A letter to my love


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Dallis & I on the Big Island November 2014
(Photo: Wendy Granger)

My dear Dallis,

Sweetheart, I know I told you as you were dying that everything would be okay … that I would be okay … but it was a lie. I don’t like lying to you and I didn’t intend to do so; I was just trying to convince myself, and I was telling you what I thought you needed to hear so that you could let go and be released from a body that was failing you. But now I am utterly heartbroken. I feel completely lost without you. I want so badly to hear your voice again. I want to kiss your lips. I want to hold you and be held by you.

What touched my life so thoroughly during our love affair and marriage is how you would look at me with such affection in your eyes it melted my heart. You brought me to tears so many times just by being honest with me about how you felt. We told each other our deepest truths. We relied on one another to always care most about the other. 

I can’t believe how lucky I was to have you in my life for nineteen years. If I had known sooner that our time together was nearing the end, I would have stopped working earlier and devoted all my time to you … to us! I would have reveled all the more in your smile and laugh. I would have asked you to tell me more about the greatest joys of your life, all the way back. I would have wanted to watch your New Zealand slides with you, and have you regale me about that favorite adventure of yours, years before we met.

I would also have wanted to hear more about the places of pain and disappointment in your life, many of which I know about and others I imagine were left unsaid.

This grief hurts beyond imagining. I feel like I’m dying inside. I struggle just to do the simplest things and get through each day.

I wish there was a way to communicate with you, my beloved. I write these thoughts I’ve been thinking and wish I could get this message to you. You were the very one I needed in my life. You cheered my successes, savored our relationship, and gave me every bit of yourself to love and enjoy. You were my anchor, my safe haven, my source of lightheartedness and joy.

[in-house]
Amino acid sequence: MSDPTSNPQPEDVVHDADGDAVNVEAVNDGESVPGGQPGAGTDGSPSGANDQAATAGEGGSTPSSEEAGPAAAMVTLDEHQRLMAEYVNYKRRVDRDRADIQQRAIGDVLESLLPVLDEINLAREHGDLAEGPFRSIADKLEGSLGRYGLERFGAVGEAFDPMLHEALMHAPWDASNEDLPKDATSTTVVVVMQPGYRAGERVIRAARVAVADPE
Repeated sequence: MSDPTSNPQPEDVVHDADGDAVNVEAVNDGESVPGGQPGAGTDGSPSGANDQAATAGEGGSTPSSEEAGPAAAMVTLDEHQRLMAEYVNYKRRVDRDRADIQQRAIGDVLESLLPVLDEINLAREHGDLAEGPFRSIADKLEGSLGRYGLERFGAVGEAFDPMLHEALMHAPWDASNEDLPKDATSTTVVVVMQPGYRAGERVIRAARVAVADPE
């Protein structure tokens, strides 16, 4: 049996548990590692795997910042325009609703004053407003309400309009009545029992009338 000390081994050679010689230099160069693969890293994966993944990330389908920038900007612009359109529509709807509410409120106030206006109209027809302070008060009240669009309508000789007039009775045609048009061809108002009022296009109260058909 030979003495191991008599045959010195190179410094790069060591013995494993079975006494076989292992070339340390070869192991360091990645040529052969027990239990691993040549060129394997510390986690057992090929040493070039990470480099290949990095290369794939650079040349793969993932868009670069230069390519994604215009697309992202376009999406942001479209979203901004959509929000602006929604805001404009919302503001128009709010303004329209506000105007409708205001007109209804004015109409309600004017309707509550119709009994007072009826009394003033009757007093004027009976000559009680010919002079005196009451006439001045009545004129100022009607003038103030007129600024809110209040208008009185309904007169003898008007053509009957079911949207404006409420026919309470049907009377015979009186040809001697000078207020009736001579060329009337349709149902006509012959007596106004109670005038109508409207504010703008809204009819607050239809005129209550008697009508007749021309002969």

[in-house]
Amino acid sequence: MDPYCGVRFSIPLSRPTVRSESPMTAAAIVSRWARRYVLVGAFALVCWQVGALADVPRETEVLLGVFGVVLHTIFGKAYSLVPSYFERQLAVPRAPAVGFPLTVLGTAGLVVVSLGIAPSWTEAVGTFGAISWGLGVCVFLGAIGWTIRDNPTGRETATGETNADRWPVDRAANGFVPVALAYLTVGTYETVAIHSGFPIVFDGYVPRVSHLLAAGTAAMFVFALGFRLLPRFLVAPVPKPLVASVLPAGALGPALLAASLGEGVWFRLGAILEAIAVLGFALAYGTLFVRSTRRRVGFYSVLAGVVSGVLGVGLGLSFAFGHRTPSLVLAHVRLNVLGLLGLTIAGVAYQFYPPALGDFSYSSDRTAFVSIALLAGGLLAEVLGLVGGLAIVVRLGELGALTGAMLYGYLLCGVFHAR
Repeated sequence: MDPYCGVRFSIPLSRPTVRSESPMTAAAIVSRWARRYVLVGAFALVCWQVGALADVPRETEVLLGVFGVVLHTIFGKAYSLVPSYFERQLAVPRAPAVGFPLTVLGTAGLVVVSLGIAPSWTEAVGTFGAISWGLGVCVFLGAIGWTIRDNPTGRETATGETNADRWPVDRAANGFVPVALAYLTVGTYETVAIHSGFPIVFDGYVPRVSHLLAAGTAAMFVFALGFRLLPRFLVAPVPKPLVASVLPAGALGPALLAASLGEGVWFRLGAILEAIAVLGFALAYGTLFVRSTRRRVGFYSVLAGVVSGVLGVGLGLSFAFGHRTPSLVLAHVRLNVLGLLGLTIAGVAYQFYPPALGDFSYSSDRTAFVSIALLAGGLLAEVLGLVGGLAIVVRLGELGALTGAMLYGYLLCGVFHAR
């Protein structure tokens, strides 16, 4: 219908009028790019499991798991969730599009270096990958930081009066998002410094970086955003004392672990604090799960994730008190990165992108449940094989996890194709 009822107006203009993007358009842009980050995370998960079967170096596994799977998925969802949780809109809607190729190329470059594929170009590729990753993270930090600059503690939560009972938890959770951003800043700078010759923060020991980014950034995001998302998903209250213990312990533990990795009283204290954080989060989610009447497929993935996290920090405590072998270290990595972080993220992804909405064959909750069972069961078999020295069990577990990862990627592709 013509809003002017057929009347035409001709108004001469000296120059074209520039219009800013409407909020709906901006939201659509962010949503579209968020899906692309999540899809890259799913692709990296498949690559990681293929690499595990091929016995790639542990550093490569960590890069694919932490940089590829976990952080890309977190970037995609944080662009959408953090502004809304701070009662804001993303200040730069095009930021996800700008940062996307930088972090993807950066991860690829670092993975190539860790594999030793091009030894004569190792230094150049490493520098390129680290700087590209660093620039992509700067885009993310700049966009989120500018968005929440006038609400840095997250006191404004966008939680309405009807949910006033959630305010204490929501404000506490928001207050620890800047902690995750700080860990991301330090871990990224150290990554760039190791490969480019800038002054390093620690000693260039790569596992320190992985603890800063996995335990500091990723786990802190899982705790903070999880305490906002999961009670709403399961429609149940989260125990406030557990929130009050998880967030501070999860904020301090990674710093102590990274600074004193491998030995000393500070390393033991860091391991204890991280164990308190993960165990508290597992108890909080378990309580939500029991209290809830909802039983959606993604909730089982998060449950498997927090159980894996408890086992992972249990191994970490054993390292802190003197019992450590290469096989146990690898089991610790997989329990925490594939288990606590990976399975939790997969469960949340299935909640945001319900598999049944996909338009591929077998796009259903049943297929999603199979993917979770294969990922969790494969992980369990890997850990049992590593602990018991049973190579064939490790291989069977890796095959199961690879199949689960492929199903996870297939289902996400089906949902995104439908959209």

I’m trying to figure out how to live without you near to me, your physical presence that is. I have never been through more painful days than these. A heavy sadness follows me everywhere, even to sleep. Nothing in my life experience compares to this aching I feel in body, mind and spirit.

Dallis, my beautiful one, it is my deepest hope that you are where there is no more pain and no more crying, and where you know deep and abiding peace. I also hope to see you often in my dreams.

You will always have my love,


When memories won’t do


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This is the hardest day yet.
I am worth nothing today.
The grief has gotten hold of me
and won’t let go.
There is an empty void
nothing and no one is able to fill.
It follows me around.
I want to go back to sleep
and wake up in the past.

My grief is complicated
by the fact that in my line of work
our lives are set forth as examples
of faith being lived out
in good times and in bad.
What if my faith isn’t holding up that well today?
What if I’m more than a little pissed with God?
What then?

As I hear from good people
trying to offer me solace
they don’t realize there is none to be found.
All the greeting card talk
of being comforted by memories
leaves me feeling comfortless
in these moments when it’s not memories I want.

I want her to peek around the corner and smile.
I want her hug that lingers and won’t let me go.
I want to hear her voice again calling me.
I want her laugh, unique and contagious.
I want her …
not memories of her …
but her.

This is where I am in this moment …
for better or for worse …
with tear-flooded eyes!
Dallis, my heart aches for you.

~ Mark Lloyd Richardson

The Sweetness of Life


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The world is a brighter place
with you in it.
The ocean is a deeper blue
for the color
you splash into my life.
The trees are a softer green
for the compassion
you offer me.

The road is a wider way
for the happiness
you spread before me.
Life is sweet
and sweeter still
with you
and only you.

~ Mark Lloyd Richardson
For Dallis Ann Day
June 2002

My Delight


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You are a fragrant rose in full bloom,
petals shimmering in the morning dew,
heart open wide to the awakening sun.

I lay my eyes on you and am made glad
for the sheer grace that is you.

Your scent floats on the air
with a sweetness I can almost taste.

You are beautiful.
You are my delight.

~ Mark Lloyd Richardson
For Dallis Ann Day
April 2002

Is this grief?



A week ago, today, my beloved wife Dallis died.
Eight years after being diagnosed with Stage-4 breast cancer
suddenly she is gone.
She’s not sitting across the table from me at breakfast.
She’s not dancing in the living room to her favorite songs.
She’s not laughing on the phone with a friend.